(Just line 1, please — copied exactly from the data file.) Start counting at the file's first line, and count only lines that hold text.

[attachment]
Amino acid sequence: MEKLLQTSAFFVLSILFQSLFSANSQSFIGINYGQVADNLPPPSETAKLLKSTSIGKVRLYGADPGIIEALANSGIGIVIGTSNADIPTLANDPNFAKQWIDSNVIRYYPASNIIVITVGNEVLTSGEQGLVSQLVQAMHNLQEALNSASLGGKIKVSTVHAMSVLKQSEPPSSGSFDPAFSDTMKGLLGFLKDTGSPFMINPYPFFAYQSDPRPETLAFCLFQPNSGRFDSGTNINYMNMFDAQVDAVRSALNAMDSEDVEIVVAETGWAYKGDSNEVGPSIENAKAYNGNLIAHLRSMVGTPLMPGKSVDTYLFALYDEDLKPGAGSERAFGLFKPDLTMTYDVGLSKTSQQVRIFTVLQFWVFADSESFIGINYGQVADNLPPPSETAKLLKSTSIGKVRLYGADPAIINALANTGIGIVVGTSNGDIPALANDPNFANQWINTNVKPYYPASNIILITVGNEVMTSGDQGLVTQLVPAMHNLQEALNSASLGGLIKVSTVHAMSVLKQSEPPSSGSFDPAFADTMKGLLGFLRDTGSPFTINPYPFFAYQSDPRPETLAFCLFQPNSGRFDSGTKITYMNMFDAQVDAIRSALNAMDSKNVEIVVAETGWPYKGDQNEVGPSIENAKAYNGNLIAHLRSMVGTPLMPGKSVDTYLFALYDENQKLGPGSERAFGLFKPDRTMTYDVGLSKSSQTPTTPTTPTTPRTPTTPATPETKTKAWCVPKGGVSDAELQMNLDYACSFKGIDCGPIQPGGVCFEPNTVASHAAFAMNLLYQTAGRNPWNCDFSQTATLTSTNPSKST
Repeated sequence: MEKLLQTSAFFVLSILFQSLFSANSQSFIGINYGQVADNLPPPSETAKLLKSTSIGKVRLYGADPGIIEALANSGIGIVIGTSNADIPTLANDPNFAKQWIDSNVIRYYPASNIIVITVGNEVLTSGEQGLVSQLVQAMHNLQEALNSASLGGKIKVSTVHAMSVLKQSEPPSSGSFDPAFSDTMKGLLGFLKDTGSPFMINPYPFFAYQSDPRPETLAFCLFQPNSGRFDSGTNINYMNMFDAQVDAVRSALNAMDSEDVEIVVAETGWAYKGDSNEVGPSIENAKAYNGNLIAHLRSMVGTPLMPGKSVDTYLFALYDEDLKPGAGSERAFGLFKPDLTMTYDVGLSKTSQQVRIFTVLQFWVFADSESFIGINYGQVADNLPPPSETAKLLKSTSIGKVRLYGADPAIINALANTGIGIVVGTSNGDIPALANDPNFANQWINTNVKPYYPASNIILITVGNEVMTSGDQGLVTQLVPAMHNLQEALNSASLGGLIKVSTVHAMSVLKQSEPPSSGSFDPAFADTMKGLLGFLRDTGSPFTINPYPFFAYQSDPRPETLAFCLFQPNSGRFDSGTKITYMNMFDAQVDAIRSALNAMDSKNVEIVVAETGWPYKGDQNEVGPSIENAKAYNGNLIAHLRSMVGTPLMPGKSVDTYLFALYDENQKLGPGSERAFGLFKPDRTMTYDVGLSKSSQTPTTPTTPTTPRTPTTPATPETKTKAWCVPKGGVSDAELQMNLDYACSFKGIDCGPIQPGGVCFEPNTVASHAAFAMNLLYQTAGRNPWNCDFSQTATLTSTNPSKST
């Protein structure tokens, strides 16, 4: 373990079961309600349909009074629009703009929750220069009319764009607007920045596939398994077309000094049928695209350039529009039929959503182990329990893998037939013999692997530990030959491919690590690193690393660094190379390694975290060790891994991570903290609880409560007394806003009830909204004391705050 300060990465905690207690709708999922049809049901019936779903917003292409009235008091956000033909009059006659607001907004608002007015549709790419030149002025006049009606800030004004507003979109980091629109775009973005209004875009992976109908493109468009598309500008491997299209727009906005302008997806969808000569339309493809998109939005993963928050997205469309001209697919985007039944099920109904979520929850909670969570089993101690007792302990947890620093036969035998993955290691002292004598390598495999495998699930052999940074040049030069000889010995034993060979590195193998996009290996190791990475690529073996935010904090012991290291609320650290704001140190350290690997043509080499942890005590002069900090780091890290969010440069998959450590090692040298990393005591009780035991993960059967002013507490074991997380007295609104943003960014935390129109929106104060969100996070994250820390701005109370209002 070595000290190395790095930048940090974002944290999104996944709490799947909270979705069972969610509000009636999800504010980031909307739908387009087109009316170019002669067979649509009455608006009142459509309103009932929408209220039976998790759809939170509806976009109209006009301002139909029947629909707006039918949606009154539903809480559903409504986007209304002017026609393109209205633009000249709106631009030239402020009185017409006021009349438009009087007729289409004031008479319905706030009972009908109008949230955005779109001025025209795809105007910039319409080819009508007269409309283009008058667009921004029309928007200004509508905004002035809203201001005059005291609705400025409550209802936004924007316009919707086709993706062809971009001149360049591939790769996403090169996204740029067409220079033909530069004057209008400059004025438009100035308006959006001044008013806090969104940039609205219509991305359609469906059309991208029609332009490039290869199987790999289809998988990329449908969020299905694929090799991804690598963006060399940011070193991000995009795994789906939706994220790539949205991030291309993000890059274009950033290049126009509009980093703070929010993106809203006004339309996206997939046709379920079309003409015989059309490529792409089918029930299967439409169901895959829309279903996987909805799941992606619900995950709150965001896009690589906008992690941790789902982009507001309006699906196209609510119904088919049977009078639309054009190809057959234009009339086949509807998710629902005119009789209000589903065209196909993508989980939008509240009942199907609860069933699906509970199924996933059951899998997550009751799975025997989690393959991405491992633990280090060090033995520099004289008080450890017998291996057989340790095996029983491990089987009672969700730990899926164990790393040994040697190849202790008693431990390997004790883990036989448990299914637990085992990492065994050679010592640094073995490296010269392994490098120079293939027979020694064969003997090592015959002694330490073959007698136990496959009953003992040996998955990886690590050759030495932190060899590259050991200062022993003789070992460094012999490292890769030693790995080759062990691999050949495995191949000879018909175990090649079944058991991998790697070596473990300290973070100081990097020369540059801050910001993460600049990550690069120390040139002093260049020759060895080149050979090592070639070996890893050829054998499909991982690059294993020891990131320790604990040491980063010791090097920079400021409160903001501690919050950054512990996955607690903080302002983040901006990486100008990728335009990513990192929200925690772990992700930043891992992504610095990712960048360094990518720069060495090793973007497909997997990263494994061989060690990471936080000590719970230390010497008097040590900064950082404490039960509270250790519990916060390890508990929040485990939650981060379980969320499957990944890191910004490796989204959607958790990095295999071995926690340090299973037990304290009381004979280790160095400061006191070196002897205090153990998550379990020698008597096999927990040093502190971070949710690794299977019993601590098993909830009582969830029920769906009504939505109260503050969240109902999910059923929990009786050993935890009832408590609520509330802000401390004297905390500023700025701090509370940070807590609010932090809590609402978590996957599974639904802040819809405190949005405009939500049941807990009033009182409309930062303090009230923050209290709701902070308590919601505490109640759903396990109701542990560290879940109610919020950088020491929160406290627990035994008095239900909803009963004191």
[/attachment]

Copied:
Amino acid sequence: MEKLLQTSAFFVLSILFQSLFSANSQSFIGINYGQVADNLPPPSETAKLLKSTSIGKVRLYGADPGIIEALANSGIGIVIGTSNADIPTLANDPNFAKQWIDSNVIRYYPASNIIVITVGNEVLTSGEQGLVSQLVQAMHNLQEALNSASLGGKIKVSTVHAMSVLKQSEPPSSGSFDPAFSDTMKGLLGFLKDTGSPFMINPYPFFAYQSDPRPETLAFCLFQPNSGRFDSGTNINYMNMFDAQVDAVRSALNAMDSEDVEIVVAETGWAYKGDSNEVGPSIENAKAYNGNLIAHLRSMVGTPLMPGKSVDTYLFALYDEDLKPGAGSERAFGLFKPDLTMTYDVGLSKTSQQVRIFTVLQFWVFADSESFIGINYGQVADNLPPPSETAKLLKSTSIGKVRLYGADPAIINALANTGIGIVVGTSNGDIPALANDPNFANQWINTNVKPYYPASNIILITVGNEVMTSGDQGLVTQLVPAMHNLQEALNSASLGGLIKVSTVHAMSVLKQSEPPSSGSFDPAFADTMKGLLGFLRDTGSPFTINPYPFFAYQSDPRPETLAFCLFQPNSGRFDSGTKITYMNMFDAQVDAIRSALNAMDSKNVEIVVAETGWPYKGDQNEVGPSIENAKAYNGNLIAHLRSMVGTPLMPGKSVDTYLFALYDENQKLGPGSERAFGLFKPDRTMTYDVGLSKSSQTPTTPTTPTTPRTPTTPATPETKTKAWCVPKGGVSDAELQMNLDYACSFKGIDCGPIQPGGVCFEPNTVASHAAFAMNLLYQTAGRNPWNCDFSQTATLTSTNPSKST